The Girl Who Knew Da Vinci


Three destinies are forever intertwined through one remarkable painting, in this chilling mystery that is reminiscent of “The DaVinci Code” by Dan Brown, but is arguably even more nail biting. 

Angela Renatus is an art historian who is haunted by nightmares about a particular painting: created by Leonardo daVinci, it supposedly pictures Giuliano Medici and his mistress. There is only one problem: the painting doesn’t exist. At least, it’s not supposed to exist. When Angela is contacted by Alex Caine, an art detective who is also looking for the mysterious painting, she starts to believe the painting of her dreams could be real, after all. Angela and Alex team up to find the painting and journey to Florence, where they locate the last known clue to the painting’s whereabouts. Unbeknown to them, another player is determined to get his hands on the painting, and their seemingly innocent quest for a missing masterpiece could potentially turn deadly…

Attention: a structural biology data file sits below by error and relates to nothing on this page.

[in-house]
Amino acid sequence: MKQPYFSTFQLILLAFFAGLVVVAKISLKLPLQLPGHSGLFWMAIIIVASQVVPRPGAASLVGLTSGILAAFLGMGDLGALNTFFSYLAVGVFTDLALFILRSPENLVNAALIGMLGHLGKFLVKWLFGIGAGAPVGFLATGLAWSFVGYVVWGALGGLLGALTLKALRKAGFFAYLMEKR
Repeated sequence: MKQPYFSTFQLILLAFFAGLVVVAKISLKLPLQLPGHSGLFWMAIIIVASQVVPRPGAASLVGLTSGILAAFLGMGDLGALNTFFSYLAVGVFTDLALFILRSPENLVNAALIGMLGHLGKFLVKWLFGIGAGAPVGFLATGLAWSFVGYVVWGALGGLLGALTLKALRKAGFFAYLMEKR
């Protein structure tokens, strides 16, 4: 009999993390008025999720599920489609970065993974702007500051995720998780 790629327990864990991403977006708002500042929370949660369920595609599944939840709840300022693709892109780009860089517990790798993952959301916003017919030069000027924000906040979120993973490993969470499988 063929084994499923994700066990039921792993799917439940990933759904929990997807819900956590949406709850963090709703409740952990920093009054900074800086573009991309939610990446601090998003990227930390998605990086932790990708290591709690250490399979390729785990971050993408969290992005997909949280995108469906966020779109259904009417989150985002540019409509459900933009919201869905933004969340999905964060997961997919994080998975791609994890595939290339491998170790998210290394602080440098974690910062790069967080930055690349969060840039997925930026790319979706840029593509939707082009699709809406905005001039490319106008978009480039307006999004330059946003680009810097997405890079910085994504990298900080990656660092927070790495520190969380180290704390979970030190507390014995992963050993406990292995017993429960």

The description of settings like Florence and Rome is spot-on. Having visited these locations, it’s easy to recognize some of the places described in the book, and the vivid descriptions allow the reader to be transported there. However, the book also has some downsides. The romance makes a reader roll their eyes sometimes; it is exaggerated and not very realistic. Angela is a passive protagonist who lacks personality. The villains are as exaggerated as the romance, and seem to come straight out of a children’s movie: over-the-top, obvious, their plans too easily thwarted. Despite these flaws, the mystery itself is entertaining and has a few unexpected twists. 

Majanka Verstraete